. Depressingly, this seemed to have little effect on our audience. Maybe we really are no more than monkeys to them.
Our bad weather of Xichang proved fortunate for our visit to Dongchuan. The day we were up at the 'Red Soil place', famed amongst local photographers and imaginatively named for its brilliant red soil, though apparently unknown to the outside world, we had quite magnificent, lightly clouded blue skies. By the time we were leaving, the area was coated in a rapidly darkening grey blanket.
The climb through terraced hillsides to reach the Red Soil place was impressive in itself, but the scenery at our destination was unlike any other I have seen before. At 2500m, the gently sloping hillsides are terraced, not for rice, but for grain and other vegetables, all planted in rich, burnt umber soil, creating a patchwork quilt of greens, yellows, oranges and reds covering the hillsides for miles around, surrounded by high, snowy peaks far in the distance. Although getting up for sunrise is rarely my idea of a good time, seeing the colours of the valleys far below slowly coming to life was worth freezing at 6 in the morning. Just.
Getting direct to Kunming from here was more by chance than anything else
. We had arranged to be taken back to Dongchuan at 1.30, and then hoped to pick up a bus from there. By 3, we were still waiting, and decided to give them a ring. We were informed that the drivers were still having lunch, hadn't got the bus ready yet, and would be around about 5 or 6. Helpful people. Feeling peckish, Greg decided to take a short walk to the nearest shop to pick up some snacks:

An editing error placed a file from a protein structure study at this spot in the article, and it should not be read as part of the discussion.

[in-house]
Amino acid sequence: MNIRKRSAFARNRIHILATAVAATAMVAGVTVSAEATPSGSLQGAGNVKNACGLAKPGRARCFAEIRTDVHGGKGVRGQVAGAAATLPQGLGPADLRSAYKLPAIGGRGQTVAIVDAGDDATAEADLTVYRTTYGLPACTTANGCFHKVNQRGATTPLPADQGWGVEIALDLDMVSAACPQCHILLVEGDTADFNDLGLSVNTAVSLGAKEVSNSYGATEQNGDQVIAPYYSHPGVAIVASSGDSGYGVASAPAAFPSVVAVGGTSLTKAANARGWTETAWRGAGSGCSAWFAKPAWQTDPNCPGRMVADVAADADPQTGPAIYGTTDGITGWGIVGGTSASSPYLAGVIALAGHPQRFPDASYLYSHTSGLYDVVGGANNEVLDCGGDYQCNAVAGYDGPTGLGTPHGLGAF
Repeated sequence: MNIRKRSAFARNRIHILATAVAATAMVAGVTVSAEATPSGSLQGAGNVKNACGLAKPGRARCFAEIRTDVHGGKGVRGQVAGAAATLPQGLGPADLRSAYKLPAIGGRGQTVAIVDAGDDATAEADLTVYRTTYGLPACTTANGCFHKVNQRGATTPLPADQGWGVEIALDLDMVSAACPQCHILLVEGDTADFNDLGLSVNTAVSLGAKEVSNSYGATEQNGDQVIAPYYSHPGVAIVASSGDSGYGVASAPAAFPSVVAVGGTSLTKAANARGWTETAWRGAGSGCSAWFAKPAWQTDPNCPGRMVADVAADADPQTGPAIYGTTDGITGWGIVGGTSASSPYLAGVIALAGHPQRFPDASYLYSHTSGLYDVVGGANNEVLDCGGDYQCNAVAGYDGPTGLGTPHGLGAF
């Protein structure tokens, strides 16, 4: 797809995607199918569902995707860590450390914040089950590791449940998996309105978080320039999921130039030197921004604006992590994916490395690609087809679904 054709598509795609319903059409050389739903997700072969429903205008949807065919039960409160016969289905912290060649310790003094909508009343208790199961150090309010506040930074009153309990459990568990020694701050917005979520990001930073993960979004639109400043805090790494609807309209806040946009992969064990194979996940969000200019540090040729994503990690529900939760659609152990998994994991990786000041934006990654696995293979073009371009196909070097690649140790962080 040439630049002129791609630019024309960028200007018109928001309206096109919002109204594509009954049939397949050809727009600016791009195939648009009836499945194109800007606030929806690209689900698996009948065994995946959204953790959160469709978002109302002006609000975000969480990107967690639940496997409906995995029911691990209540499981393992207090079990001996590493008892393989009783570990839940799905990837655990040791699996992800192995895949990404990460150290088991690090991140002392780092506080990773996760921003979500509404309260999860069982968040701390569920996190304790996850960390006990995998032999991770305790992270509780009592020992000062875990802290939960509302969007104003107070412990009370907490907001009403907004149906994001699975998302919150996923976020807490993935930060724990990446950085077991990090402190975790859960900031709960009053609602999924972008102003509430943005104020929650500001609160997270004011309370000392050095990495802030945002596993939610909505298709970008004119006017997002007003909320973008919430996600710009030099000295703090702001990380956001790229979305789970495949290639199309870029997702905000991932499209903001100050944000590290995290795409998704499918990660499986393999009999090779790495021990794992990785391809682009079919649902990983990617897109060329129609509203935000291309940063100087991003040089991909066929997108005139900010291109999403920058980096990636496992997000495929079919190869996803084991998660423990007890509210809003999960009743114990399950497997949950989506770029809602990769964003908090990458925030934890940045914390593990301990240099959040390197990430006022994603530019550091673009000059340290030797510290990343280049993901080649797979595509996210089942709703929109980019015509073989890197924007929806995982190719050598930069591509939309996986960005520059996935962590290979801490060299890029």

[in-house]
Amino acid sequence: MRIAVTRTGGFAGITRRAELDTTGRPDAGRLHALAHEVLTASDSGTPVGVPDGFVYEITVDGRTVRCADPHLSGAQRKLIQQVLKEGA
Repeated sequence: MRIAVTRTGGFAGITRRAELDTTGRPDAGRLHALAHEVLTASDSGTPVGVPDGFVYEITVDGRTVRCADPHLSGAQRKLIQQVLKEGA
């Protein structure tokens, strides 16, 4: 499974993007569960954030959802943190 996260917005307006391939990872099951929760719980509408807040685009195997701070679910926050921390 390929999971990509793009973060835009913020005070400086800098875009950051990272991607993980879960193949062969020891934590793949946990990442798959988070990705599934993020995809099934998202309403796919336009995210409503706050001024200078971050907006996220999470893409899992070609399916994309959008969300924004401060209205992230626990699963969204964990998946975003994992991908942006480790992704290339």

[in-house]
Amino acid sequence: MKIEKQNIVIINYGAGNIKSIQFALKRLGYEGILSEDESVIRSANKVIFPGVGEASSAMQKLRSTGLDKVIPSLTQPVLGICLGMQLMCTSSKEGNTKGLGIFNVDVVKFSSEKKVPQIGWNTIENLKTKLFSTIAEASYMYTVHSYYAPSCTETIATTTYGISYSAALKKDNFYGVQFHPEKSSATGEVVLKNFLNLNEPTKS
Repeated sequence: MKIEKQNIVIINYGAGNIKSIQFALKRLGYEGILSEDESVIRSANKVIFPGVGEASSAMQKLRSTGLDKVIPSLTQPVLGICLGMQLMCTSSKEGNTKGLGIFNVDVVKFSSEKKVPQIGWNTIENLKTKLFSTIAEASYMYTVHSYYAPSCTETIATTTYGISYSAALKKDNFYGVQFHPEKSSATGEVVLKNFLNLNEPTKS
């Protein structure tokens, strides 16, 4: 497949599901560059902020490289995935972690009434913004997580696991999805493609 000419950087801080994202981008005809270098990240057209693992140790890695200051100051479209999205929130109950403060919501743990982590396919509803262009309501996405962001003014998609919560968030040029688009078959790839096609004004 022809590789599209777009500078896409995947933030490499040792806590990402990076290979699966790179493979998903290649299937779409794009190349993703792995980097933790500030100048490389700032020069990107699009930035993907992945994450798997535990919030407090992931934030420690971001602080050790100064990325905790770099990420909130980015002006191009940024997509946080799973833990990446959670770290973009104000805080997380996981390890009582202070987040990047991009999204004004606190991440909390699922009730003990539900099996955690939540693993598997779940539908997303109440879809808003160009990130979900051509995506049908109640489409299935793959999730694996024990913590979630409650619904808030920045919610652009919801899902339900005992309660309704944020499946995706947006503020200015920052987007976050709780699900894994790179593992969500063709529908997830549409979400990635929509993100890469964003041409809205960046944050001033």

"Do you want me to get you anything?"
"Bring me back a bus to Kunming!"
"I wish I could!"
10 minutes later, he returned with a bus to Kunming. I was impressed.
An uncomfortable few hours on a bus of smokers and vomiters, with the least amount of leg room I have ever (painfully) experienced, then a few more on a rather grotty, yet thankfully almost empty sleeper bus, brought us to Dongchuan, the nearest town to where we were heading. Though Xichang obviously saw few tourists, judging by the reactions we received here, Dongchuan is a place that sees no laowei (foreign) visitors at all. We were the focus of an awful lot of attention on the bus entering town, which wasn't entirely a bad thing, as one helpful young man took a good hour out of his evening to help us find a reasonable hotel, with no reward in mind beyond a signature on his jacket. The stares we received when walking about town trying to find food were somewhat more incredulous than the usual bored curiosity of city dwellers; some were staring so hard, I felt certain their eyes would pop out of their heads. Worse was the group that found it fascinating to sit and watch us eat. Well, if you're being stared at as if you're in a zoo, what else to do but start acting like a monkey? My efforts weren't nearly so proficient as Greg's, contorted with hysterics and vague embarrassment as I was